In a trifle over a mile north of Laxton lies the quiet village of Egmanton. On entering the churchyard the attention is attracted to a sundial, formed from the shaft of a cross, on which is inscribed— “Cum coelo tacitum machina foedus habet.”

St Mary's, Egmanton, has a 15th century west tower and a 12th century north arcade (© A P Nicholson, 2002).

The Church dedicated to St. Mary, is of great antiquity. The present vicar of this beautiful church is the Rev. F. Harvey. About ten years ago a restoration was carried out at the expense chiefly of the Duke of Newcastle, who rebuilt the chancel, and partly at that of the parishioners, who rebuilt the nave and aisle. The south door is of very plain Norman character, having an arched head of two orders, quite devoid of mouldings, in which respect it bears resemblance to the chapel in the White Tower of London. Immediately inside is a good specimen of an old oak poor-box, beyond which is a stone font of a tapering cone shape, quite without ornament, corresponding in date to the doorway, adjudged to be not later than 1075-1100. Of this font a good illustration is given from a photograph, taken at the time by Mr. L. Flore. The door and font are the sole remains of the Norman church. An arcade of four early English arches divides the nave from the aisle, and the chancel arch is of the same period. The rood screen has been replaced, and the organ pipes now occupy a space over the south door. In the chancel is a double-arched piscina, with a centre shaft, but only one drain; on the floor of the other compartment is incised a small cross, possibly a consecration cross. Inside the altar rails is a floor-stone to Nicholas Poutrell, a sergeant-at-law, on which are his arms, impaling those of two wives, the second of these bearings, being “or, three eagles displayed purpure,” and belonging to that of Anna, daughter of Sir Walter Rodney. Nicholas1 Poutrell (temp. Elizabeth) purchased Egmanton Hall and gave it to his cousin, Thomas Markham, of Ollerton. The property eventually passed into the possession of the Honourable Francis Pierrepont, and is now owned by the Duke of Newcastle.

Font in Egmanton church.
Font in Egmanton church.

Egmanton manor figures in the Domesday survey as being held in demesne by the great Roger de Busli, of Tickhill, whose work may be traced in the south-west part of the church. This influential man fought at the Battle of Hastings, under the Conqueror. He probably derived his name from Builli or Busli, near Rouen, and this seems to be substantiated by the appointment of the Prior of Blyth having been vested in the Abbot of Holy Trinity, Rouen, and forty shillings having been paid yearly by the monks of Blyth to that church. To Roger de Busli, William I. made very extensive grants of land, in fact, he owned nearly the whole of the north of the county of Notts., and his estates overflowed into Yorkshire and Derbyshire. He selected Tickhill, not far distant from Egmanton, for the site of his castle, and bestowed thence great favours to his followers, to the disadvantage of the original owners, whom these Norman intruders ejected. The family seems to have died out about the year 1102.

The reason of this manor of Egmanton being retained by Roger de Busli, in his own hands, is apparent when the great military mound, which dominates the village, is taken into consideration.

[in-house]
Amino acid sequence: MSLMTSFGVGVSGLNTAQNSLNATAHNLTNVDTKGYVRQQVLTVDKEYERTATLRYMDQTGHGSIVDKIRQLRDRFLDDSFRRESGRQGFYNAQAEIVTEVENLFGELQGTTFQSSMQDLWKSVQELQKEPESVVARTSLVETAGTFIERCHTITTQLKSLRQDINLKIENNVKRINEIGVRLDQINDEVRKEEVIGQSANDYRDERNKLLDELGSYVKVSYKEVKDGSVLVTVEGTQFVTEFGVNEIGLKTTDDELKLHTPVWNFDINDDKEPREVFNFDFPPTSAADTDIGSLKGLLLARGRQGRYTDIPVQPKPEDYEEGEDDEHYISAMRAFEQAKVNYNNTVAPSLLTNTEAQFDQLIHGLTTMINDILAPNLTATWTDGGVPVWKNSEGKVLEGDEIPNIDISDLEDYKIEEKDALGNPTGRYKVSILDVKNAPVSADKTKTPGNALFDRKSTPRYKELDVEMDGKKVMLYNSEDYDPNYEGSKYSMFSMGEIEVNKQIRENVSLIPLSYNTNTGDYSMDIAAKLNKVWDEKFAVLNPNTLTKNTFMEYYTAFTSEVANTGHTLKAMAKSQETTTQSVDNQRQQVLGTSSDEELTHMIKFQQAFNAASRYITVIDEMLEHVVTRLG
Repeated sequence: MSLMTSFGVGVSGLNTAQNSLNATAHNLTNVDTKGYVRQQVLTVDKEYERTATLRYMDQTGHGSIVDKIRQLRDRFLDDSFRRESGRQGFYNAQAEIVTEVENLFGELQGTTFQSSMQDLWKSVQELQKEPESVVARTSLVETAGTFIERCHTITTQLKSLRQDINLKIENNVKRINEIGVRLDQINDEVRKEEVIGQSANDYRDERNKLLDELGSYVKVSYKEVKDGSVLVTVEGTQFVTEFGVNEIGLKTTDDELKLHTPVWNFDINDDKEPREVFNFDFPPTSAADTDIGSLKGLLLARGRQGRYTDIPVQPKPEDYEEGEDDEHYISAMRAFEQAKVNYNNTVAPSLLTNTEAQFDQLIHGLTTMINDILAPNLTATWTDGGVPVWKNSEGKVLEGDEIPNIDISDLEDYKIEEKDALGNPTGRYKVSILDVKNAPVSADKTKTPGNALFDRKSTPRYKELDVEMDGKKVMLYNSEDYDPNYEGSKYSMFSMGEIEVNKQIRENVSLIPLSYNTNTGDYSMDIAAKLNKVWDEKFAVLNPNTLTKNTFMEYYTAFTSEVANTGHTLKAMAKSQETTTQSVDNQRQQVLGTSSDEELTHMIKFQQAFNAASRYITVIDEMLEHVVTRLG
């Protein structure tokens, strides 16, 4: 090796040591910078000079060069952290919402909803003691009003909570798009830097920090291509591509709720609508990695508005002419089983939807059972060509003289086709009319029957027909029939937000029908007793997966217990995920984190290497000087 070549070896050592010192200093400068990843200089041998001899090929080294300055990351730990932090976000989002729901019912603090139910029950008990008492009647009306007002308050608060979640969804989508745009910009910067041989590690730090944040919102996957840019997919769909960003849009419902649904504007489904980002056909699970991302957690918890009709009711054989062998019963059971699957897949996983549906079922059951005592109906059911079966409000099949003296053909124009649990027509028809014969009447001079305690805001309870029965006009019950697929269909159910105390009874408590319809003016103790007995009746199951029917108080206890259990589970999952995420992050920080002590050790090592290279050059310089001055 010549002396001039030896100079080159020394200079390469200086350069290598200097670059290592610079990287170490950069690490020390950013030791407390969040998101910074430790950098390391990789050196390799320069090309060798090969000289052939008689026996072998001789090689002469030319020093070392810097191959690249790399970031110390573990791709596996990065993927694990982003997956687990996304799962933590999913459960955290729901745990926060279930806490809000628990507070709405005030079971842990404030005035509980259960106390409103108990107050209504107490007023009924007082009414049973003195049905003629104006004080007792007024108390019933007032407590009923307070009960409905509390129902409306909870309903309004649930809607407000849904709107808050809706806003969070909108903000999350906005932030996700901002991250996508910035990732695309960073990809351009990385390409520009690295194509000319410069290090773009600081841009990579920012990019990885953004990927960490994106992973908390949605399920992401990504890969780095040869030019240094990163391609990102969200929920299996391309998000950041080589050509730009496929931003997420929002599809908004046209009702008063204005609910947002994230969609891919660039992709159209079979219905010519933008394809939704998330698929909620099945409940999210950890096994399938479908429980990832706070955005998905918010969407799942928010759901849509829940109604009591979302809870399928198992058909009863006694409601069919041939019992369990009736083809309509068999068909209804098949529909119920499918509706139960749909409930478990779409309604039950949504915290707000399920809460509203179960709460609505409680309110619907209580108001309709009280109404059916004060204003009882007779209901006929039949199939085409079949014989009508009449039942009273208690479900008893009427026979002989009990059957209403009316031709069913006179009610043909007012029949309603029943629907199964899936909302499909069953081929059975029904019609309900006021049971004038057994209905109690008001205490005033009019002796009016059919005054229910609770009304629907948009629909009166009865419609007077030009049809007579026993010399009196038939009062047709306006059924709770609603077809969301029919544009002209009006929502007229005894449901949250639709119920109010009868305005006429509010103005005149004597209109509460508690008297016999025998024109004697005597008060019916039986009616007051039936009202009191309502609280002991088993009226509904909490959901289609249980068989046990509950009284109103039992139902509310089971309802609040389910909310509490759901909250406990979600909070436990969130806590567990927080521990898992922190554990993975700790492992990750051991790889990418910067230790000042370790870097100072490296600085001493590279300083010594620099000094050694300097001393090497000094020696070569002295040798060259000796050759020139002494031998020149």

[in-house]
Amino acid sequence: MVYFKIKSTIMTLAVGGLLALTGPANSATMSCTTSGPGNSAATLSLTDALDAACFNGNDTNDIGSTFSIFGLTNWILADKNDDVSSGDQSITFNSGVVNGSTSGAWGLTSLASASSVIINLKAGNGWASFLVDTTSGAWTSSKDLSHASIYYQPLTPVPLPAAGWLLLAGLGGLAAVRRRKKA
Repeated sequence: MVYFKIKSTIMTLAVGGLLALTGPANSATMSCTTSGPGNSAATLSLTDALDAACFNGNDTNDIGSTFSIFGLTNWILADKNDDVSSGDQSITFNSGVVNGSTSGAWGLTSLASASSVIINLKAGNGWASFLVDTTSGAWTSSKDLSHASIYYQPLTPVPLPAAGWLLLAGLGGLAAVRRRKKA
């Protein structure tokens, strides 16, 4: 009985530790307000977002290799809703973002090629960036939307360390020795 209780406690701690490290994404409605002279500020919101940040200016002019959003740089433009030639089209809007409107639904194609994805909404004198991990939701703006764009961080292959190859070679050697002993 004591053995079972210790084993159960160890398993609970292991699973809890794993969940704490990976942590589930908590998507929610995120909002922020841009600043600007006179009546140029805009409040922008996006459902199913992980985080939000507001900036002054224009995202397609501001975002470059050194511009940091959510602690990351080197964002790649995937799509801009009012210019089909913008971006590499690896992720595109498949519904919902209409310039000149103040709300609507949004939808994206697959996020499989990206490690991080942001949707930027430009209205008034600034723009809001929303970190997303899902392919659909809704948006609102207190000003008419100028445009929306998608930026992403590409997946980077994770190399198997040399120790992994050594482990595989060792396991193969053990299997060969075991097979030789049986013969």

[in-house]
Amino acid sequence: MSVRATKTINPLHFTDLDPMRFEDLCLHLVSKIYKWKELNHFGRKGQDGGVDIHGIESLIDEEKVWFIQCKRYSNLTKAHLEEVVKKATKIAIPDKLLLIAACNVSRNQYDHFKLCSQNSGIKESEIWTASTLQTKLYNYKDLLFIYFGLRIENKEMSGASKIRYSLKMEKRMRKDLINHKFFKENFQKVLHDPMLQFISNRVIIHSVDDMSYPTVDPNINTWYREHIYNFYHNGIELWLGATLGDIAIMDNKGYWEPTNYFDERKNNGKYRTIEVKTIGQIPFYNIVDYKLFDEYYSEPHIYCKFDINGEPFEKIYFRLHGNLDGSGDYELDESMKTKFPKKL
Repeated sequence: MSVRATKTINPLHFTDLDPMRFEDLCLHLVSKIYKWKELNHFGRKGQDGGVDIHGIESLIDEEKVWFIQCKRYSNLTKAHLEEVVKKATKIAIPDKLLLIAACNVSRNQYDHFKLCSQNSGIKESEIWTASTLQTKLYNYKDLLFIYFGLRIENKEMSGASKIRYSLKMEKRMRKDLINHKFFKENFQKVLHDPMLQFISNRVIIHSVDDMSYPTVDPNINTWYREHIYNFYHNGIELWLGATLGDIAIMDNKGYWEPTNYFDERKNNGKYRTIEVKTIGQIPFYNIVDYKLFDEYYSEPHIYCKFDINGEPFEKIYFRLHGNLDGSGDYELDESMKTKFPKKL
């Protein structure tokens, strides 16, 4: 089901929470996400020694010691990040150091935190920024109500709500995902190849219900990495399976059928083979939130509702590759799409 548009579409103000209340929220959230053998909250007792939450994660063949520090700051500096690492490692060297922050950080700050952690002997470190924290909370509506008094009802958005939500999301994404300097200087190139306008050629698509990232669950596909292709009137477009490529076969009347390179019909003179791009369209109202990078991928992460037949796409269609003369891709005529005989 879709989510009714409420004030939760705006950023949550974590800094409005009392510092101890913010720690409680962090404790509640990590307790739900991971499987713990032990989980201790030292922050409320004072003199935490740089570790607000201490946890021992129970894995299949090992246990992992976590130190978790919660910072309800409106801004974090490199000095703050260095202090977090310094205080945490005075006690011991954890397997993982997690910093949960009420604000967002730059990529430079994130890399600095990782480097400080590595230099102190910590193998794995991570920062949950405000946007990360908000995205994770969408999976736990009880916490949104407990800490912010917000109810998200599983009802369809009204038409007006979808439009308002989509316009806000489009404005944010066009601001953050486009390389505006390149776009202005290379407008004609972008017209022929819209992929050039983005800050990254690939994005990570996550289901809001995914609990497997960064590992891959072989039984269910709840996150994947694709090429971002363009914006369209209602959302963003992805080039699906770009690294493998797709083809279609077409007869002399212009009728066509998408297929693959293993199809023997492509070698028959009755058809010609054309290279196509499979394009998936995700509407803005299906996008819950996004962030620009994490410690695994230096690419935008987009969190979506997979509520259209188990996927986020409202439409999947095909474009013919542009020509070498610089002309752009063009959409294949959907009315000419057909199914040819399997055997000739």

The motte and bailey castle at Egmanton
The motte and bailey castle at Egmanton is one of the best preserved in Nottinghamshire: the mound is over 20ft high and it measures 460ft in circumference (© A P Nicholson, 2002).

The interest attaching to this place (Egmanton) does not cease with Roger de Busli, for in the time of King Henry I., there were two brothers of the King’s family or Court, “stout men,” viz., the Earl of Clare and the Earl of Arundell. They had a third brother, one Nigellus de Albanci, who carried the King’s bow. For his merits he was made knight and enfeoffed by the king, of Egmanton, “with its parks and appurtenances.” It appears that shortly afterwards Nigellus made over this “town” to his great friend, Robert de Aiville, for which transaction he had to give account to the royal donor. The mother of Nigellus was a Mowbray. There is much more con­cerning the history of Egmanton in “Dr. Thoroton’s History,” but the occurrence of the name of D’Aiville may account for the arms of that family having appeared at one time in the neighbouring church of Laxton, where also, in the south-west window Thoroton records, “Gules, a lion rampant argent with a file of three labels,” with the remark “it should have been varry or chequey,” which arms he attributes to Everingham. But in “Burke’s Armoury” it states that “The Mowbrays descended from Roger de Mowbray, son of Nigel de Albini, who assumed that surname by command of Henry 1., &c,, &c.” The arms of these Mowbrays follow as “Gules, a lion rampant argent,” so that it is quite as possible that the arms were those of some eldest son of the family of Mowbray, with his mark of cadency, as those of Everingham, for Dr. Thoroton admits that “the colours are decayed.”

(1) The name of Poutrell is more closely identified with the neighbourhood of Thrumpton, in the Rushcliffe Hundred of Nottinghamshire, where eight generations had resided previously to the reign of Henry V., and under which place Dr. Thoroton sets out their pedigree. From this it may be seen that Nicholas (of Egmanton) was younger brother to Thomas Poutrell, and married Anna Rodney, but died without issue. They must have been a family of some importance, for the name carries no less than twenty-two references in the index of “Thoroton’s His­tory.” The family arms, viz., argent, a fesse between three cinquefoils gules, appear in the chancel of Attenborough Church. The family is now extinct, but people of the name of Powdrill live in Gotham in the present day, who may be descendents, with the name corrupted.